the announcement: natural lands trust regarding saving bryn coed

Alessandra Manzotti photos courtesy of Natural Lands Trust

Alessandra Manzotti photos courtesy of Natural Lands Trust

Now that it has been announced, I can say that I have known for a few years that Natural Lands Trust was working on saving Bryn Coed.  I was asked to not say anything, so into the proverbial vault it went.  But I can’t say it is untrue that developers were sniffing around Bryn Coed’s 1500+ acres can I ?  After all, it is a magical piece of land that is almost mythical, isn’t it?

Here is the official press release:

One Step Closer to Preservation of Bryn Coed Farms

Media, Pa. – Natural Lands Trust announced today a major milestone in the non-profit land conservation organization’s effort to preserve 1,505 acres in northern Chester County known as Bryn Coed Farms.

 

On September 28, 2016, Natural Lands Trust and the current property owners, the Dietrich family, executed an Agreement of Sale for the property. Natural Lands Trust now has six months to conduct due diligence, including Phase II environmental testing.

 

The fate of the property has been the subject of much speculation over the years as development pressures have increased in the region. Located primarily in West Vincent Township, Chester County, with portions also in East and West Pikeland Townships, the property is one of the largest remaining undeveloped, unprotected tracts of land in the Greater Philadelphia region. Under current zoning, nearly 700 homes could be built on the property if it is not placed under protection.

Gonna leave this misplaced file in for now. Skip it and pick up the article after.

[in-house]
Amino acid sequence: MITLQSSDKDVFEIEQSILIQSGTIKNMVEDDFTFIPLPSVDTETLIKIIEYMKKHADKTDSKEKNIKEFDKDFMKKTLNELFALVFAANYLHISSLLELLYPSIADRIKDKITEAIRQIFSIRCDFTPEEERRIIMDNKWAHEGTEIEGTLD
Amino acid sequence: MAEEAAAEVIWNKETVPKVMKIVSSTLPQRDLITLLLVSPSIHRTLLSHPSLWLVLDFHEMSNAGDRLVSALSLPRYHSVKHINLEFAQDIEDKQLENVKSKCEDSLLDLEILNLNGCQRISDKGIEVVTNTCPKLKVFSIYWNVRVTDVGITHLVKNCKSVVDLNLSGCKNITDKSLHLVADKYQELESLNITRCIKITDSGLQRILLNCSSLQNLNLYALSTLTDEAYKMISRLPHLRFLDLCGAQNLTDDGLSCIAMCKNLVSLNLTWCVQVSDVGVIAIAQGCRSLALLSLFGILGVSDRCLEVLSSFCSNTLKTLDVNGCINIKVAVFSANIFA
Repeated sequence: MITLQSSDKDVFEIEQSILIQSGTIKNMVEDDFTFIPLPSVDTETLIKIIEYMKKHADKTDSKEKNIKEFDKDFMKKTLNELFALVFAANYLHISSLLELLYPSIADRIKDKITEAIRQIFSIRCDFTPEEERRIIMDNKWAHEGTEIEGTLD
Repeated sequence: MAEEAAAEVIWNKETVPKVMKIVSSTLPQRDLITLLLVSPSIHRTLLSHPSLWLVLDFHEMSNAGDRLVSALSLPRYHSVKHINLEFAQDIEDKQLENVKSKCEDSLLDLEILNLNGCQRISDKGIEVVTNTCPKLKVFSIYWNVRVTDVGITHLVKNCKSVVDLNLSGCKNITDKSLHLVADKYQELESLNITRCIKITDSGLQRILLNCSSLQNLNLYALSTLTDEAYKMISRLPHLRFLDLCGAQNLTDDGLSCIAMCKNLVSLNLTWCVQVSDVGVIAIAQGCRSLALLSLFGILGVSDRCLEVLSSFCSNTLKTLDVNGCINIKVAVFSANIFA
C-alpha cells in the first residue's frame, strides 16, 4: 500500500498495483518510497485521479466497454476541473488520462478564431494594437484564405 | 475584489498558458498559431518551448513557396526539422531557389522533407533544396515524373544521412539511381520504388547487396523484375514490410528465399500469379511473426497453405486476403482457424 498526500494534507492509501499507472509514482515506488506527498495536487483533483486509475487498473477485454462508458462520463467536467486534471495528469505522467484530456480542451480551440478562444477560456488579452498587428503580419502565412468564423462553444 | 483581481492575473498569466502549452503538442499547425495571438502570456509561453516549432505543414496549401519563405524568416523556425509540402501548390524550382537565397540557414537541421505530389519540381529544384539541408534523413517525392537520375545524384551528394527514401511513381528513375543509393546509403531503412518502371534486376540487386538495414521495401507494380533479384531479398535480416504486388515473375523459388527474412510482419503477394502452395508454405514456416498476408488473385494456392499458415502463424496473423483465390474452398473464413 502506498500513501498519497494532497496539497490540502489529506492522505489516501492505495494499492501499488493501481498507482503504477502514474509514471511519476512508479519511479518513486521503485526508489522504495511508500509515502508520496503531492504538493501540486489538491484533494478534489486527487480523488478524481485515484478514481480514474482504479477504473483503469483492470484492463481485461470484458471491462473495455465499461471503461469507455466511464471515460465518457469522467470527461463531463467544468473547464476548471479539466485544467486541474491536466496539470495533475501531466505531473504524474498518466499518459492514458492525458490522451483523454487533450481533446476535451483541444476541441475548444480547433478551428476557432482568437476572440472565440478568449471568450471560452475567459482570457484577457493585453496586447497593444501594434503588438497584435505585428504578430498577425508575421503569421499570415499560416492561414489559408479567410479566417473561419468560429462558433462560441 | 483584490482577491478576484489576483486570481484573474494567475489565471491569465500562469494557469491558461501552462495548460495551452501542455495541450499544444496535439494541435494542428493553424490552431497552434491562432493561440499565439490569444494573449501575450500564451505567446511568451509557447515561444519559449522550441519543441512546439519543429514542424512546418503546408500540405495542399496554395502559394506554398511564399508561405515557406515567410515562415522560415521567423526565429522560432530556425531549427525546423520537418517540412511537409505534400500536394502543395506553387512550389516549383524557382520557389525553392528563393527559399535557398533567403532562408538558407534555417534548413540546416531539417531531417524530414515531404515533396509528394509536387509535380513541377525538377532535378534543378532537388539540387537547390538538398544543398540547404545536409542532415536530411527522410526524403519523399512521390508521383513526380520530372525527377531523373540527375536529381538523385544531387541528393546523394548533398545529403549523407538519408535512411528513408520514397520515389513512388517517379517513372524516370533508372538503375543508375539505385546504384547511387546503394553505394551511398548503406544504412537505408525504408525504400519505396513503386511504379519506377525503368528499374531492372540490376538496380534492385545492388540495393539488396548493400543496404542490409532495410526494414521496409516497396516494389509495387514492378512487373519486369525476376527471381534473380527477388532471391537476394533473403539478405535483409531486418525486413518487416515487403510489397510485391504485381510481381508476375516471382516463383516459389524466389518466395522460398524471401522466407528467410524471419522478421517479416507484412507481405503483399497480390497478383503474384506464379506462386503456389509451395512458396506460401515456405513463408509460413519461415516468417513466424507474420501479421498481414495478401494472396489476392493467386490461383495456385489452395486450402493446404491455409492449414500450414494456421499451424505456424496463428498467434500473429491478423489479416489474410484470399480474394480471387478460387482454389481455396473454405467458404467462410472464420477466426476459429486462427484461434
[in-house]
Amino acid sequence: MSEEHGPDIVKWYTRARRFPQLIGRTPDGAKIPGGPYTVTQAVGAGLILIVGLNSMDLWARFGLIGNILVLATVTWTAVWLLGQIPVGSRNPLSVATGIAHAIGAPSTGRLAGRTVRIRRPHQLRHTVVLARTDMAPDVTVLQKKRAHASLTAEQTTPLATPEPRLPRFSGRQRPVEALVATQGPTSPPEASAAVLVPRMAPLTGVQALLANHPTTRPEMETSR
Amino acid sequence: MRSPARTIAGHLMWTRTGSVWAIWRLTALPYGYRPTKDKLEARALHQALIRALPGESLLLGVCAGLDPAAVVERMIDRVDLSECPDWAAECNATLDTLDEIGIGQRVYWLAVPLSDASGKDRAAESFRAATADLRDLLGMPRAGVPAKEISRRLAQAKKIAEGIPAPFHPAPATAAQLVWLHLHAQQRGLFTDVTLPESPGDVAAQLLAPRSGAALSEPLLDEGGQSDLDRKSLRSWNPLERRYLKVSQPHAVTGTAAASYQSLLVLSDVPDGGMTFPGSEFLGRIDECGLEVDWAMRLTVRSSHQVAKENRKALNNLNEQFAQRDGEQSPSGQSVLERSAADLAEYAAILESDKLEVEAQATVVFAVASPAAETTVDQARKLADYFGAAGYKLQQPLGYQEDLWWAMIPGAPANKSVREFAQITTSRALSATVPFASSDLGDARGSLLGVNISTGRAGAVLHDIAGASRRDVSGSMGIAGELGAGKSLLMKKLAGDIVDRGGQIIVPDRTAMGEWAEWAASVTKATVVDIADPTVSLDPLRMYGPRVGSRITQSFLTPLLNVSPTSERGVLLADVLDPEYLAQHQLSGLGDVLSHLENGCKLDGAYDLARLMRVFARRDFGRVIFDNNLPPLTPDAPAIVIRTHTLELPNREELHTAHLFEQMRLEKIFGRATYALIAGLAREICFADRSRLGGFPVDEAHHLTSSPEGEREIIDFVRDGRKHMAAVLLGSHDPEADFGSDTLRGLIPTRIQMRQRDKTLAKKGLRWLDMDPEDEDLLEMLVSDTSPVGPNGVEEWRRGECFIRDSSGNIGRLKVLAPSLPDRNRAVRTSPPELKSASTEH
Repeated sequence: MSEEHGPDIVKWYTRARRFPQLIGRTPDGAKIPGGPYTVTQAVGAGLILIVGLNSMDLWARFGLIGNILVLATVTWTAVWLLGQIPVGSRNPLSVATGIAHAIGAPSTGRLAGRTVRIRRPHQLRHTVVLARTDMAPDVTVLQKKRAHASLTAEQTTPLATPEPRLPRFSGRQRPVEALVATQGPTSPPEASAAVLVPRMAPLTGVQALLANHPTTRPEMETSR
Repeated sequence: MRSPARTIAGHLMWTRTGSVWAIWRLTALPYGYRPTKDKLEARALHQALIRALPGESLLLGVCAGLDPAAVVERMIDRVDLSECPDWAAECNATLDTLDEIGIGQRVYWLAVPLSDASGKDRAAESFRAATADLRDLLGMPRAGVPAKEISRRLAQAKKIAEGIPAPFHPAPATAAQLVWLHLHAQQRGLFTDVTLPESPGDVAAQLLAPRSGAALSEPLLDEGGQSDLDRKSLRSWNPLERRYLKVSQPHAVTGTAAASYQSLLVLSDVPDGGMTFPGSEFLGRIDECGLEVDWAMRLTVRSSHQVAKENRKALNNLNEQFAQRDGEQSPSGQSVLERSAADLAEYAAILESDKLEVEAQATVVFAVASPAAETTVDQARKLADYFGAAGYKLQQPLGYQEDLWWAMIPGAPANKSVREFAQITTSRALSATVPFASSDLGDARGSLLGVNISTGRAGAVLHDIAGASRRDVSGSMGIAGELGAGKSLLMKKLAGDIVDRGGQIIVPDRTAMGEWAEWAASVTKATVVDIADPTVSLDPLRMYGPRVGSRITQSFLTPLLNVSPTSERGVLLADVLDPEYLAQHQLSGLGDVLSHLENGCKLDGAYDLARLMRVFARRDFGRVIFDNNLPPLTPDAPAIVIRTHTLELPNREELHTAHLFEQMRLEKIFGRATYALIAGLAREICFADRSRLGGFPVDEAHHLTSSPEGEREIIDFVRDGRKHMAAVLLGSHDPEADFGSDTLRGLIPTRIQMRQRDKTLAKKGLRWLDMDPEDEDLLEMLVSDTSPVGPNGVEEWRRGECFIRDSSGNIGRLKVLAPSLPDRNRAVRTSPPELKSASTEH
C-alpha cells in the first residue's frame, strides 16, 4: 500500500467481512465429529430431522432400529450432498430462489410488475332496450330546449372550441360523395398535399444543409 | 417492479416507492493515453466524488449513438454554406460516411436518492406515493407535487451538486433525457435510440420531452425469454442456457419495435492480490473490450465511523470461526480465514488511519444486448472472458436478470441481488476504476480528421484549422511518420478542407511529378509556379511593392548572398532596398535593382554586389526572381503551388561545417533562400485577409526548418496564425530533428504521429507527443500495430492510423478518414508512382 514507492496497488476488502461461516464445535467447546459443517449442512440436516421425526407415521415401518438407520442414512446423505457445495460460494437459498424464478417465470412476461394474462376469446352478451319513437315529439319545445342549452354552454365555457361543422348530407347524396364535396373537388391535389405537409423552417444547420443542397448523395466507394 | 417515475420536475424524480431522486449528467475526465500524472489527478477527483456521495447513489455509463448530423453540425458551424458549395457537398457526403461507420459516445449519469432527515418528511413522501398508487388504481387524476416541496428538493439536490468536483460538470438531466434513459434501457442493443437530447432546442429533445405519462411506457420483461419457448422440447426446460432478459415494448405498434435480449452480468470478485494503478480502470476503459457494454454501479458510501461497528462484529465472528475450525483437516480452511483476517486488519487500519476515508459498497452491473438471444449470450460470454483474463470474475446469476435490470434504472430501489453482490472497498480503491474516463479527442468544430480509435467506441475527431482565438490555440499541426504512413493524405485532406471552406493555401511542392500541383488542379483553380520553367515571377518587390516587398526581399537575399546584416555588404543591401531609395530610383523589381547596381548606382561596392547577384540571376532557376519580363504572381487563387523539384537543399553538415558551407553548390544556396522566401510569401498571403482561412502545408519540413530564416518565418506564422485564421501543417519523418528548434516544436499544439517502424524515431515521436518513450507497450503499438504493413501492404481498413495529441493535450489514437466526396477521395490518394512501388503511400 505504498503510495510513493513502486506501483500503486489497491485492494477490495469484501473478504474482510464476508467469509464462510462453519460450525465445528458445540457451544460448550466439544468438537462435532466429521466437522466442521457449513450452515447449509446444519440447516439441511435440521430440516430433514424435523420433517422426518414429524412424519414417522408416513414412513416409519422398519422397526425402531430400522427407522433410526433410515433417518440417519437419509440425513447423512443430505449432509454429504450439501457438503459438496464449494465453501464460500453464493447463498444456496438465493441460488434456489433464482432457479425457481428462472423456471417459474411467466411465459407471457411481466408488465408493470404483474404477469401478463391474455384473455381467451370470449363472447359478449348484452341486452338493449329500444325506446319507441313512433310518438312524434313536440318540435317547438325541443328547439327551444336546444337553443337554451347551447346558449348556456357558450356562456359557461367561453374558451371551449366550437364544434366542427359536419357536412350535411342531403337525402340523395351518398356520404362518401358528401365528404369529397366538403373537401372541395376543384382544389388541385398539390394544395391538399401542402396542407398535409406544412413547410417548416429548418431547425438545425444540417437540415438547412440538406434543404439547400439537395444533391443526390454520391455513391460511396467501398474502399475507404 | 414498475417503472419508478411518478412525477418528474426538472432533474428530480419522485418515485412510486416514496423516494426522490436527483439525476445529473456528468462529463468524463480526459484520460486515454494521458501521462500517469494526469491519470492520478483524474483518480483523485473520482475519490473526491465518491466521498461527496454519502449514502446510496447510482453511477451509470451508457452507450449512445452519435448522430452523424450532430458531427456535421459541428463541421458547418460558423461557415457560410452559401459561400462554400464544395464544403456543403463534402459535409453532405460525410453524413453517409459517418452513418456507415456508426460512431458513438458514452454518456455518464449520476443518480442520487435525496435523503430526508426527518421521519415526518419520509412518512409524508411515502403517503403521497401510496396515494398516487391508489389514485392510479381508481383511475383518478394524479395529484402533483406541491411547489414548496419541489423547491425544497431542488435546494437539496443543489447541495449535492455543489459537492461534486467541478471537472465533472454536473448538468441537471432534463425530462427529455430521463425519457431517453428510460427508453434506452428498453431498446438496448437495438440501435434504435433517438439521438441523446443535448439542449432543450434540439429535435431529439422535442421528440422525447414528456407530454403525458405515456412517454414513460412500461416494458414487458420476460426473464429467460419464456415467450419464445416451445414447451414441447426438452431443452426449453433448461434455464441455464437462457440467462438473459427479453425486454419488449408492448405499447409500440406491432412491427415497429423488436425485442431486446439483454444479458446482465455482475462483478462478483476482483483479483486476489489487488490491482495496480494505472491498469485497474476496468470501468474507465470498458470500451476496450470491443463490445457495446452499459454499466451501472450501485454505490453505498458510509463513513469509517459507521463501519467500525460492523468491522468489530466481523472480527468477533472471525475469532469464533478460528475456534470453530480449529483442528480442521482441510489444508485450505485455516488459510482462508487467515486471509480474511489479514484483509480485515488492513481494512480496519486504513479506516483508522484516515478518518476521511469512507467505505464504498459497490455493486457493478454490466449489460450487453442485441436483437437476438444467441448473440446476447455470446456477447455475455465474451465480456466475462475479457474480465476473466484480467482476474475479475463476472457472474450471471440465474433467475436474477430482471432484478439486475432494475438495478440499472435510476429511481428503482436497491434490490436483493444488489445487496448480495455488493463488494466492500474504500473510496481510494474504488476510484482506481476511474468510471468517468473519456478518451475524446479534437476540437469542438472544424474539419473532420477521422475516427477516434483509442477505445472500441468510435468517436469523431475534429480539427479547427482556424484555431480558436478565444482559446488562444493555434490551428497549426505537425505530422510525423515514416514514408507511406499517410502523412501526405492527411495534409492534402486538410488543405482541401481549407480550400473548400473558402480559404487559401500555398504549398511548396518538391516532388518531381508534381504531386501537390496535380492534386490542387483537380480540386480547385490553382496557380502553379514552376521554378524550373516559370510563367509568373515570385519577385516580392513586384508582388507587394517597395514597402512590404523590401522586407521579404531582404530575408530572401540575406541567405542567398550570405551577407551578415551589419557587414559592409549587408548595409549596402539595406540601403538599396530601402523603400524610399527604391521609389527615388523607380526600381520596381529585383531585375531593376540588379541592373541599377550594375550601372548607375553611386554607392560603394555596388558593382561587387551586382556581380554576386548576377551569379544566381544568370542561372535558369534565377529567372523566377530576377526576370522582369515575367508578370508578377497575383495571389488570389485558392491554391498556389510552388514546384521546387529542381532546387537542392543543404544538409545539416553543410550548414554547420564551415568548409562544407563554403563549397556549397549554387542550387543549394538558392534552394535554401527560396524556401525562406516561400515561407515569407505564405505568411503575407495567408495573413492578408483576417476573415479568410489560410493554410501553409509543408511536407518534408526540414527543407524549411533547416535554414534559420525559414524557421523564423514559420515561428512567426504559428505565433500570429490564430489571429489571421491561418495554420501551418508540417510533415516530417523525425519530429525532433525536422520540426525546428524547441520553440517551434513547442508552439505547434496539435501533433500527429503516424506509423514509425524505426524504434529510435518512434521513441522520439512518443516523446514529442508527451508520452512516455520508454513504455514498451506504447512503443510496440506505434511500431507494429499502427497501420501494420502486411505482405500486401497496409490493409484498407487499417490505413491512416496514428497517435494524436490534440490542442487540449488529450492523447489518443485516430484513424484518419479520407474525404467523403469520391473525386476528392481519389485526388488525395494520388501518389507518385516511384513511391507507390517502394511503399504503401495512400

Natural Lands Trust has been working with the Dietrichs for more than five years to conserve the land.

 

“It is too early to celebrate, but we are optimistic that much of this iconic property can be conserved,” said Molly Morrison, president of Natural Lands Trust. “It’s a complex deal with many moving parts, but Bryn Coed is certainly worth fighting to save. It’s a community and ecological treasure.”

 

If successful, the deal would result in a 400-plus-acre nature preserve with eight miles of hiking trails that will be owned and managed by Natural Lands Trust. The preserve will be open to visitors, free of charge, just like other nature preserves owned by the regional conservation group—including the 112-acre Binky Lee Preserve in nearby Chester Springs. In addition, West Vincent Township is considering Natural Lands Trust’s offer to establish a 72-acre municipal park on the property.